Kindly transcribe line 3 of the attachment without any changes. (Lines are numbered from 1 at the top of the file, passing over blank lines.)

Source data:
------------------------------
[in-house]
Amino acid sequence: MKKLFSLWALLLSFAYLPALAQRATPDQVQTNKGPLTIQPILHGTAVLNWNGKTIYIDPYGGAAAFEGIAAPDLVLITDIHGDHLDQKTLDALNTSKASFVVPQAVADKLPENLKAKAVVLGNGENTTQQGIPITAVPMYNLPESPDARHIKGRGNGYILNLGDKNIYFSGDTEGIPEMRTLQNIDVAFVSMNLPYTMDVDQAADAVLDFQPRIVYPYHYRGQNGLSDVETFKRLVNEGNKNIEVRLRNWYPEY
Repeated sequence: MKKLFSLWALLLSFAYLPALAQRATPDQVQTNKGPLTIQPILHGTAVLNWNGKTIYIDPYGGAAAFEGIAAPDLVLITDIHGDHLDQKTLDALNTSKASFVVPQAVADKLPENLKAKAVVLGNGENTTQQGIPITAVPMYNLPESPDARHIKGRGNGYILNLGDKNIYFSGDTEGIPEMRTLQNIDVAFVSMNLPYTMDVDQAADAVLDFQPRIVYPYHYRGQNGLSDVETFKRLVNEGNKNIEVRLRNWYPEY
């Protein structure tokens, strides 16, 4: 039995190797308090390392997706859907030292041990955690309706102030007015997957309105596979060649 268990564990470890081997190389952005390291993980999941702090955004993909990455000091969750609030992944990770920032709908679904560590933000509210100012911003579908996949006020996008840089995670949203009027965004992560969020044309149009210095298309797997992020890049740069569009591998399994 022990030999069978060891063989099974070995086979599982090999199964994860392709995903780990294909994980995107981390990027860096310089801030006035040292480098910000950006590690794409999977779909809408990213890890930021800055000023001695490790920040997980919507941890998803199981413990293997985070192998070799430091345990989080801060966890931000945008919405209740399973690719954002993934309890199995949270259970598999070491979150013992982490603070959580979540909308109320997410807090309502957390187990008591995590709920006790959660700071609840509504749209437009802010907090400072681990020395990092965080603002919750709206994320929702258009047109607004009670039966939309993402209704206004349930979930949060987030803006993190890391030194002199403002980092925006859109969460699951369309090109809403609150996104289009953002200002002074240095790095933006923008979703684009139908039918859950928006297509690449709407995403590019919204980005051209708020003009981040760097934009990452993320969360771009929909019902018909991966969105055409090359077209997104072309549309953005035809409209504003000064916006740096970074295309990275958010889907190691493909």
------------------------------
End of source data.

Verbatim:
Repeated sequence: MKKLFSLWALLLSFAYLPALAQRATPDQVQTNKGPLTIQPILHGTAVLNWNGKTIYIDPYGGAAAFEGIAAPDLVLITDIHGDHLDQKTLDALNTSKASFVVPQAVADKLPENLKAKAVVLGNGENTTQQGIPITAVPMYNLPESPDARHIKGRGNGYILNLGDKNIYFSGDTEGIPEMRTLQNIDVAFVSMNLPYTMDVDQAADAVLDFQPRIVYPYHYRGQNGLSDVETFKRLVNEGNKNIEVRLRNWYPEY